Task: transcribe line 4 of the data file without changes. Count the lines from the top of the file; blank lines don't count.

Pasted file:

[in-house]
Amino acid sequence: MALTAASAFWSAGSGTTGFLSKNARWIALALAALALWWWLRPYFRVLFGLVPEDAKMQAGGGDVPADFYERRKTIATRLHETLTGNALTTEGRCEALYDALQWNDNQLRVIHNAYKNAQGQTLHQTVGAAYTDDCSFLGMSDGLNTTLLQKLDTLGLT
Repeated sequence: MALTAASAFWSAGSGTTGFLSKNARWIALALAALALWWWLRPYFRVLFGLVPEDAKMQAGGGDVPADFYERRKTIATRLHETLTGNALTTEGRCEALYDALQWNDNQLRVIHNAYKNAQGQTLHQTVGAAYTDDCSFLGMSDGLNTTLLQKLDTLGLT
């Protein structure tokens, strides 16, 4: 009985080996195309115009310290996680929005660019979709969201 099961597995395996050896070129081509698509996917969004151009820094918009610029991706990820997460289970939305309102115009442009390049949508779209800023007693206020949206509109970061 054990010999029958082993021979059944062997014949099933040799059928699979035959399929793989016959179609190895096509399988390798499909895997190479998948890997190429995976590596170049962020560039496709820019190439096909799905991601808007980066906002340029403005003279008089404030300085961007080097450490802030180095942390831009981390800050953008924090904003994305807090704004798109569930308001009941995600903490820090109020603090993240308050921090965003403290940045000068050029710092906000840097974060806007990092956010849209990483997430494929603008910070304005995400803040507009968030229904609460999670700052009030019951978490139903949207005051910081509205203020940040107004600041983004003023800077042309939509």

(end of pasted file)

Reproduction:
């Protein structure tokens, strides 16, 4: 009985080996195309115009310290996680929005660019979709969201 099961597995395996050896070129081509698509996917969004151009820094918009610029991706990820997460289970939305309102115009442009390049949508779209800023007693206020949206509109970061 054990010999029958082993021979059944062997014949099933040799059928699979035959399929793989016959179609190895096509399988390798499909895997190479998948890997190429995976590596170049962020560039496709820019190439096909799905991601808007980066906002340029403005003279008089404030300085961007080097450490802030180095942390831009981390800050953008924090904003994305807090704004798109569930308001009941995600903490820090109020603090993240308050921090965003403290940045000068050029710092906000840097974060806007990092956010849209990483997430494929603008910070304005995400803040507009968030229904609460999670700052009030019951978490139903949207005051910081509205203020940040107004600041983004003023800077042309939509």